I've picked 4 examples of landing pages from a few well-known companies to see what's working and what's not. Some of them are designed very well for lead nurturing and converting new leads and customers. Some of the others, I feel, still need some work.
Let's take a look:
The first thing a customer will see is your headline. Does this grab your attention? It's important to be straight to the point, but this sounds a little cold. It would be nice to add some more life to it. "How would you like all the music you want for $10 a month?" Write your headlines like you're having a conversation with someone. People like to feel engaged when you speak with them.
I'd like to see Rhapsody flip the bullet points above the CTA to the area below the headline. It's good to place a lot of the heavier reading further away from the headline. This lets the customer learn about the benefits of their service and what they can offer them in a more efficient way.
Another element that's hurting this page is the video spokesperson. People hate opening a page to have music or video start playing the second they get there. A landing page should communicate to your customer without the aid of too many options or, in this case, distractions.
Rhapsody has done a great job with labeling their CTA. Rather than calling their button, "Click Here," they tell you to "Try Rhapsody," so the customer will know exactly what they will get when they click on the button.
Finally, it's always to good to instill trust and confidence by showing companies who've used your service, or were featured in trustworthy places.
Netflix knows they need to keep bringing in new customers. And they've created an excellent landing page that does just that. The information is well placed, and all the important info is easy to read. Less important wording is given less prominence so the user won't be overwhelmed.
Though a bit heavy with all of their red coloring, it makes the CTA stand out all the more. The white form and blue button jump out at you and makes the focus on getting new signups. They've done a good job giving an incentive for using their company. This form is great at explaining what you'll get, by offering a 1 month free trial. Who doesn't like anything free?
The icons are a bit hard to see against the red. I'm not sure how important this is considering the goal is to get new signups and not necessarily have them click anywhere else.
I think Netflix has done a good job of creating a landing page that matches their brand, with a simple and straightforward design.
Mortgage adveritising is one of the toughest and most expensive industries. 4 billion dollars were spent in 2011, and that number will keep increasing.
Because of the competition, it's important to have a well-thought out landing page. And Amerisave could use a little help.
In addition to having credible resources, another way to instill trust is to use real photographs of your employees. The cheesy photo of the pretty girl and the headset is so overused. A lot of spammy sites use this tactic and users are tired of seeing it.
There are two elements on the page that are creating too many options. One is the navigation at the top. The other are the multiple rates/quotes/emails. A great way to get a point across, sell an item, or get an email is to be clear, and to focus on one thing. Having too many options just causes confusion for the user, which may increase bounce rates.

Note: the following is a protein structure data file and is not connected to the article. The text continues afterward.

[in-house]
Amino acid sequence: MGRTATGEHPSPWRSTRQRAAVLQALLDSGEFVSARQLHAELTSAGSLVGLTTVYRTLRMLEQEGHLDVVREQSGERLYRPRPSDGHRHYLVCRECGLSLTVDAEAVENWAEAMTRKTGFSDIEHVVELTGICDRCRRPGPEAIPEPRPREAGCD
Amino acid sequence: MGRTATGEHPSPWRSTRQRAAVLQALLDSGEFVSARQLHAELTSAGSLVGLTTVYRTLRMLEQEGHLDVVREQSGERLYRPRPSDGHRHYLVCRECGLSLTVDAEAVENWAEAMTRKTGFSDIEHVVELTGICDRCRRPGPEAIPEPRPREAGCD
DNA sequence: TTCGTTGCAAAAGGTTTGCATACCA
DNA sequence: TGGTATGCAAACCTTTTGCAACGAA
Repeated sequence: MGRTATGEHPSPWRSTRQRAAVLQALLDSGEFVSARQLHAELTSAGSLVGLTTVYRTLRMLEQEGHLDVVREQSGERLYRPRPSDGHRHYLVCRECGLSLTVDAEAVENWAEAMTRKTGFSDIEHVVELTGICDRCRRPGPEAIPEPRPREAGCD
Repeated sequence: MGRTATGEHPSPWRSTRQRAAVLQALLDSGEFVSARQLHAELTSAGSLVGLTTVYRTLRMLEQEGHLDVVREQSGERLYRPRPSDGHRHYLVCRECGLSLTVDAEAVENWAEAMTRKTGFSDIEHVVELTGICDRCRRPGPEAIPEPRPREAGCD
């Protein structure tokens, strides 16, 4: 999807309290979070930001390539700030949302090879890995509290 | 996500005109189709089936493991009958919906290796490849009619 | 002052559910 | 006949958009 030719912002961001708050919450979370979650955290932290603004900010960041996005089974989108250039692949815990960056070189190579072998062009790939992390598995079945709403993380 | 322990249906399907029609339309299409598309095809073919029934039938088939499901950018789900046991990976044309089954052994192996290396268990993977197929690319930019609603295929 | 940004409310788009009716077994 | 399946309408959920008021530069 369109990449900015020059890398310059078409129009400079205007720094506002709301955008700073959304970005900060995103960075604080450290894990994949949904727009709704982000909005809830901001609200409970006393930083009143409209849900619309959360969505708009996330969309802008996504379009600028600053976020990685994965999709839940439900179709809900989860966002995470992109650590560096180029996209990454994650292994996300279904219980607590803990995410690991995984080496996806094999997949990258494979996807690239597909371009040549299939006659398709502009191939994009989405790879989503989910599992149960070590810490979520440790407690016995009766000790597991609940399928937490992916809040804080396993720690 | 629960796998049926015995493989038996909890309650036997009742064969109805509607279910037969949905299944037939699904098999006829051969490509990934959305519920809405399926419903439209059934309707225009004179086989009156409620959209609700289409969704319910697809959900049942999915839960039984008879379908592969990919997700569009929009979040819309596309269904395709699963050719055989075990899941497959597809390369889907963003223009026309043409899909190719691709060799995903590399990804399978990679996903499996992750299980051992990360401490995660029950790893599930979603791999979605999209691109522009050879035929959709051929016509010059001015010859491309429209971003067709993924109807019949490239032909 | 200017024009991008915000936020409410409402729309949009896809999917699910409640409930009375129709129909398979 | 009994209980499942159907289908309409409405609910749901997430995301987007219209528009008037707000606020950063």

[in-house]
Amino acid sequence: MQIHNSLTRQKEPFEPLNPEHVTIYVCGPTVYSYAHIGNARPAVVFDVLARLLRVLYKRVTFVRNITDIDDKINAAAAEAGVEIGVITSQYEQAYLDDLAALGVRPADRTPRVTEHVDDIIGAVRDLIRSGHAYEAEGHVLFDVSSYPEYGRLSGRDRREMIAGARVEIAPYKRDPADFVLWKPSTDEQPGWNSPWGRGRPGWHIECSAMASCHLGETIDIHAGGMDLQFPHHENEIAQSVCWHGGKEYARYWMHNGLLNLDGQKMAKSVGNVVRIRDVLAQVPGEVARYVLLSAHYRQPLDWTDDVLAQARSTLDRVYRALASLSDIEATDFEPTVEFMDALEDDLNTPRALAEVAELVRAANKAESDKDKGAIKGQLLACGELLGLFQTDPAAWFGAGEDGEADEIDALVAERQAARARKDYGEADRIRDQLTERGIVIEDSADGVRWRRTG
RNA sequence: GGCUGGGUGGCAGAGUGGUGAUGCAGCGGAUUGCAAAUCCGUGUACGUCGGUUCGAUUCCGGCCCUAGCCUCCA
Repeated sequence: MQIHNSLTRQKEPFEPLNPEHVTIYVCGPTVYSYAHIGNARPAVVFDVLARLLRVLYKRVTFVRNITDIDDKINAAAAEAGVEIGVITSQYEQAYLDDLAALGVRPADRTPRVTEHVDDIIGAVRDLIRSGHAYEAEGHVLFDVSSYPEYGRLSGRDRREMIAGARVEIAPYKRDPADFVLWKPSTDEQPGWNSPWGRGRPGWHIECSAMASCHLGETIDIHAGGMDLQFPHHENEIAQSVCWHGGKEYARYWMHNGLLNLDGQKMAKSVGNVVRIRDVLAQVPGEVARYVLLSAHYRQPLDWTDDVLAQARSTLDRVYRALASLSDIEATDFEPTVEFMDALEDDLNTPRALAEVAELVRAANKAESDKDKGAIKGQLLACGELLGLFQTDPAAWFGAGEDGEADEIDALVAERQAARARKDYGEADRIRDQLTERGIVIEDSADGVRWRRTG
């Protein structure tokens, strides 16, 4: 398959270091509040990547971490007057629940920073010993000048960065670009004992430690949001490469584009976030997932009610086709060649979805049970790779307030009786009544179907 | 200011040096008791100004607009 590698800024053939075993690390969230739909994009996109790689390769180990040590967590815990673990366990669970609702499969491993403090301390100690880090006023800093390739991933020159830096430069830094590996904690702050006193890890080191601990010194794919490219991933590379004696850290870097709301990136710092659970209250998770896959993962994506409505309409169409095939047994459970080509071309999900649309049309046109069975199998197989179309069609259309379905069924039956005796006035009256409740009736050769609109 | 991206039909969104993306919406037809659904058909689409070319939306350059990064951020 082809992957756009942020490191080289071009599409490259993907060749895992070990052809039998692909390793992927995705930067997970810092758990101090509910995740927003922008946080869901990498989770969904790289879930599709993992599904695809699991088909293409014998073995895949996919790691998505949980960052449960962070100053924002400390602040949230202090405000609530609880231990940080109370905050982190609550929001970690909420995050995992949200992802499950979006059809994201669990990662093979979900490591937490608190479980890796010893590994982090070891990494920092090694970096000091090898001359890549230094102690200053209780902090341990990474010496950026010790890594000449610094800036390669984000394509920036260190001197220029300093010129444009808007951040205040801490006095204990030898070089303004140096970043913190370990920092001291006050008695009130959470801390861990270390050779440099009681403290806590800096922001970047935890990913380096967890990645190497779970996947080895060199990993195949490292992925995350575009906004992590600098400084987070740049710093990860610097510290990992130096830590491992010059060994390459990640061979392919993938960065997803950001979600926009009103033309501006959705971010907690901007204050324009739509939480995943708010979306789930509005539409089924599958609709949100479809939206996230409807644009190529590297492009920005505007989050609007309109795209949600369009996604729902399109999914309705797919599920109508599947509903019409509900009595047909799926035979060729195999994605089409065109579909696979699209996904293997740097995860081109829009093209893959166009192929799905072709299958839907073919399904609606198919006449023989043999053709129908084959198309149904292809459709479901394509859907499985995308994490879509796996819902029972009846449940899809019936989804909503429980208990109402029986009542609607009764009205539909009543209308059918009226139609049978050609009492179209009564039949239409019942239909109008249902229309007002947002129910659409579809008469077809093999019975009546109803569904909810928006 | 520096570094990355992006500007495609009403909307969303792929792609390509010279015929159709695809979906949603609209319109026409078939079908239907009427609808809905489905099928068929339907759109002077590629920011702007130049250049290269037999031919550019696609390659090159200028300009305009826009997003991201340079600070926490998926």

The navigation is a bad idea since it can take the customer off the page and further into the website. They should figure out what brings them the most qualified leads, whether it's email signups or the quotes, and focus on that. As we looked at Netflix and Rhapsody's page, they just have one option. Amerisave has too much going on here I think it may be hurting them.
This is what i would have liked to see for Amerisave's page: Simple, clean, and clear what you should click on. The CTA is not competing with any other option and like the Rhapsody example, you know what you're cliking on.
They've given the user a quick breakdown of what they offer and make sure they know the quote they're getting is free. Offering something like this is perfect for getting qualified leads.
The first thing you see is a great low rate combined with a headline directed to the user. "Find Your Best Rate." Mortgageloan knows you for the person you are marketing to.
I'm not real keen on the generic photo here, but it works because the rest of the layout is so strong. (And she's not wearing a headset.)
Breaking up information can help move your customers through your page. Tests have shown that adding the right steps to a process help conversions. It's especially great for e-commerce sites when users are making a purchase. It works here, also since there's a lot of information the user needs to fill out.
Make your customers feel comfortable giving out their information. This is another area, I feel, Mortgageloan excelled in their layout and Amerisave did not.
The weakest part of the entire page is all of the verbiage at the bottom. It takes away from the sharp design and adds a longer length to the page. I'm assuming most people are skipping all of this but they should have found a better way of having this accessible.
As I mentioned at the beginning, it's important to design your landing pages to bring you the most qualified leads. Test them out to see which designs work better with audiences and adjust accordingly. A great page can bring in new business, while a poorly planned design can cost you money.
What are your thoughts? Do these pages work or are there better examples of landing pages that convert?